Carol Collett

Life as I know it

Validation, Kindles, and Contests

In October 2009, totally on a whim, I entered a short story contest. The prize was  Kindle 2. I really wanted a Kindle and couldn’t justify the $260 price tag. (Wow, has the price come down since then-paid $199 for my Kindle Fire last year.) On the last day of the contest I sat down at the computer and wrote the story that ultimately won the contest. The contest hosting blog is now defunct, but I still have that Kindle. Even though I have a newer Kindle version now, I can’t bear to part with that old Kindle 2. It serves as some kind of validation of my writing.

The title of the contest was Cats Write Good and Stuff. To enter, I had to write a short story from the point of view of a cat writing the story.

Here’s my entry as I submitted it then. (Took all my willpower not to do a little editing…)

I don’t have much time, so pay attention. I can feel myself growing weaker by the hour, but I want to leave this warning for the rest of you.

The humans call me OC, short for Orange Cat. So little imagination.

So how did I come to be in this sorry state of affairs? Quite simply, I was hungry. The humans with whom I traded small rodents for Cat Chow seemed friendly enough. They squealed with gift I left on the mat outside their door. Out of reverence and honor, they refused to tough my gifts with their bare hands, but instead, they scooped each rodent onto a small, mobile altar and took it inside.

I had so hoped the might share an occasional mouse with me, but the poor dears must have been starved as they never even offered me a bite of rodent. But they did often leave small bowls of Cat Chow outside for me. While it was tasty enough, I longed for the taste of warm, fresh blood.

One day they did not collect the mouse I gifted. I sat in the tall grass watching for the alpha female to come outside, see the gift, squeal and, well, you understand. But she did not. Nor did the smaller, more active humans come outside.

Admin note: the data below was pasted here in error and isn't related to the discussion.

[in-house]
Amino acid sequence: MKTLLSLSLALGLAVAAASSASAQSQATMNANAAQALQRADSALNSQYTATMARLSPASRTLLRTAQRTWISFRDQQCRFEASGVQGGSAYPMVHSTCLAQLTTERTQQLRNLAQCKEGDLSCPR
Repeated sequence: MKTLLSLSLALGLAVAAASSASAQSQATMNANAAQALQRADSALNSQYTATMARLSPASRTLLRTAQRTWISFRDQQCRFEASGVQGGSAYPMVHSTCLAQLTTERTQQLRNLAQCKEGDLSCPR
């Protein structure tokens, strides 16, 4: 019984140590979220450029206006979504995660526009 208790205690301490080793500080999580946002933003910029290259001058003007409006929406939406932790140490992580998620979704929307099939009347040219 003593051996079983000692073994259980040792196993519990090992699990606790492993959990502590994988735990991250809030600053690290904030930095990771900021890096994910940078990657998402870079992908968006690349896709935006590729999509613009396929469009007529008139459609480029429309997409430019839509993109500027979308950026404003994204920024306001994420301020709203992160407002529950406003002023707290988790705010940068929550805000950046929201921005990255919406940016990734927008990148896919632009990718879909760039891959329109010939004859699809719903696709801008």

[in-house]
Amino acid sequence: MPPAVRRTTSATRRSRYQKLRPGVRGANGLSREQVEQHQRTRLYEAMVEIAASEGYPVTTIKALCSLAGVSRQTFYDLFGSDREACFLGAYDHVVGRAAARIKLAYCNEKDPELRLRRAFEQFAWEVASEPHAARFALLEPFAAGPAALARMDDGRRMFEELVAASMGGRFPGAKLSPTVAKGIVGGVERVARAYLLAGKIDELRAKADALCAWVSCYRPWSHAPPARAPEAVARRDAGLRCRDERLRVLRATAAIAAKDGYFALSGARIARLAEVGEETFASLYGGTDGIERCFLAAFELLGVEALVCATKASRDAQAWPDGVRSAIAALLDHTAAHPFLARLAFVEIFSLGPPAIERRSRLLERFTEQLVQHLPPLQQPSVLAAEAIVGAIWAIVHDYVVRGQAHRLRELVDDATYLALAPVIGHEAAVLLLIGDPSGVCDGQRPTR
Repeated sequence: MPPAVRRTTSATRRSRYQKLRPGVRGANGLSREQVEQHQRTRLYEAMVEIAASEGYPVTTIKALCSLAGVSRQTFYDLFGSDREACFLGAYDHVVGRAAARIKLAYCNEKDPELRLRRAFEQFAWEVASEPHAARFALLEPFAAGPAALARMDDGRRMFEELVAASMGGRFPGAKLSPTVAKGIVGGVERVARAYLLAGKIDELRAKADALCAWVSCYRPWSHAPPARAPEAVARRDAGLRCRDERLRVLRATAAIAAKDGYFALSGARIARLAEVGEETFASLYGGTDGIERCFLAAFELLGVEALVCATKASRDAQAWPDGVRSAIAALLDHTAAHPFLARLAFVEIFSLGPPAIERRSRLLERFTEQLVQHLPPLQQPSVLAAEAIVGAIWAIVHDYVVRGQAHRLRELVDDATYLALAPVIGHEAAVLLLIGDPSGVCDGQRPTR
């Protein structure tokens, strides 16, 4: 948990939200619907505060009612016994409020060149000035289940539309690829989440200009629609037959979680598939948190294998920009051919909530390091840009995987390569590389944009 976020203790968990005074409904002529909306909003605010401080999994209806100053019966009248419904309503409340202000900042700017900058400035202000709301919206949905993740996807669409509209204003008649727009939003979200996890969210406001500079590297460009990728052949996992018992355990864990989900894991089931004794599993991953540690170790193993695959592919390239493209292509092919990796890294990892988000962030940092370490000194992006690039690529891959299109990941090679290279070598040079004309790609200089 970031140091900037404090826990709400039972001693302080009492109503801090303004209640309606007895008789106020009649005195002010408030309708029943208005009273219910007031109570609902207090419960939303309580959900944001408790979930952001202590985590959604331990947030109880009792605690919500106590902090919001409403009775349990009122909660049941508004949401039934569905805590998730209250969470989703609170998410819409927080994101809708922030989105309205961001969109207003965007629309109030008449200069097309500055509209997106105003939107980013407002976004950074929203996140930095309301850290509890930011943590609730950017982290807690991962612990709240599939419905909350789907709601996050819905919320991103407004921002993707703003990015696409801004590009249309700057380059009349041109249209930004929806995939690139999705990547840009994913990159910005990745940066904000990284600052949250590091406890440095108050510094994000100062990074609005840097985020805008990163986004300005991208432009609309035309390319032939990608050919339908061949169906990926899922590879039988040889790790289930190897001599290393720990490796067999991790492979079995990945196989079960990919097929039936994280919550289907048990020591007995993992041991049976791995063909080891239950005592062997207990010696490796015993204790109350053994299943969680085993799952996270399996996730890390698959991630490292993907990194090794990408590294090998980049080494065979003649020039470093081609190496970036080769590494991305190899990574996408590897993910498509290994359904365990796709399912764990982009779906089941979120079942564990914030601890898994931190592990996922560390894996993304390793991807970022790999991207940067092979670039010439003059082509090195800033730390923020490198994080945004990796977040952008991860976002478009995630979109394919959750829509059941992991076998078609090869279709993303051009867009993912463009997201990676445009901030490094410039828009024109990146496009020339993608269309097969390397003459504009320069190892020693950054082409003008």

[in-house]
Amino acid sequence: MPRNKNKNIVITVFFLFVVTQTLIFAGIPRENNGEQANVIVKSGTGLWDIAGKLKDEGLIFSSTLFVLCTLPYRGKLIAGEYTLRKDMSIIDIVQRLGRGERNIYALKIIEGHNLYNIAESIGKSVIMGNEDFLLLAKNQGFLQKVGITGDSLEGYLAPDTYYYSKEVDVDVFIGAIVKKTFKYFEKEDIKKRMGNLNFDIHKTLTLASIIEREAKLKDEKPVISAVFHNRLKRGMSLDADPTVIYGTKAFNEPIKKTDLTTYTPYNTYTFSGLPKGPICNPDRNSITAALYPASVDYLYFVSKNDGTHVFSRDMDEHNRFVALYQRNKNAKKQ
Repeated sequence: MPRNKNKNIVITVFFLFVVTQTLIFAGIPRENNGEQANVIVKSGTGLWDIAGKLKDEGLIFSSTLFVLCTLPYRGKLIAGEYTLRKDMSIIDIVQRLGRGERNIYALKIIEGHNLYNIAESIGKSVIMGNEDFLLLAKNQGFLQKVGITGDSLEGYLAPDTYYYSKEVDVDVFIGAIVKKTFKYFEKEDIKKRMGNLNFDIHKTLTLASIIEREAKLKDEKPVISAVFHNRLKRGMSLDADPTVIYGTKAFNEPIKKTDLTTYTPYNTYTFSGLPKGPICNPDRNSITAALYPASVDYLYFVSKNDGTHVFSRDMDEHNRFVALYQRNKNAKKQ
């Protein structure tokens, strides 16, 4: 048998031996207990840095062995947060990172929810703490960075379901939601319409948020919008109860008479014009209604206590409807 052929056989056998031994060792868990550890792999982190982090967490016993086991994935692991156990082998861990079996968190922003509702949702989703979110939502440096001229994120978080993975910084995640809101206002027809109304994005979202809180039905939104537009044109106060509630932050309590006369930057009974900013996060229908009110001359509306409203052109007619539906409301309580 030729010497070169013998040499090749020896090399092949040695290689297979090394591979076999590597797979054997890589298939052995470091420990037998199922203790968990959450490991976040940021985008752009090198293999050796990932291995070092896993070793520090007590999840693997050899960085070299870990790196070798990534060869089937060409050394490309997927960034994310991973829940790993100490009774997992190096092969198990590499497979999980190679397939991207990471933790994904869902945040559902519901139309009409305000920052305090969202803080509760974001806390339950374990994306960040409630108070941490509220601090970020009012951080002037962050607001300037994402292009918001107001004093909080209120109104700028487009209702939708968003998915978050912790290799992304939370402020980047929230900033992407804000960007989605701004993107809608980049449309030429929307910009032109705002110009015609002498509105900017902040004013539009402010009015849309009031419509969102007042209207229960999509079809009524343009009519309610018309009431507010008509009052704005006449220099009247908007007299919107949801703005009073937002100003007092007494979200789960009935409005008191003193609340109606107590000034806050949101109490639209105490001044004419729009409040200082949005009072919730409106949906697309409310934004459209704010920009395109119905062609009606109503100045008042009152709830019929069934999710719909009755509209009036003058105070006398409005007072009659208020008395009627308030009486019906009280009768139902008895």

The next day the mouse still lay outside the door. Thus followed the week. I soon realized that in my zeal to provide for my charges, I had woefully over hunted my territory. With winter coming on, I knew the mouse population would remain depleted until spring.

I decided to follow a large fellow, white with light brown patches, home to his humans’ abode. He was friendly enough, but not very bright. His humans also traded Cat Chow for rodents. To my delight, they didn’t question my presence. In short, they sucked me in.

So here I find myself on my last night replaying in my mind the path to this point in my life. Booger, my large, not so bright friend, sits with me, though he is not trapped in a small, single roomed prison as I am. No, he sits outside my cell trying to convince me I will survive this ordeal, this trip to the sadist known as “The Vet.” I know I will never be the same. Booger tells me The Vet will stick needles into me to inject stinging liquid into my bloodstream. He tells me too, The Vet will give me drugs to produce sleep so he can remove my…my…my cajones. Oh, I do not think I can survive the night just thinking of it. Oh, how will I live in such an unholy state?

But I will finish my sad tale now. Take this as a warning. Do not let the humans trick you. They look weak and innocent. But they are vile tricksters.

Run, my friends. Run far away.

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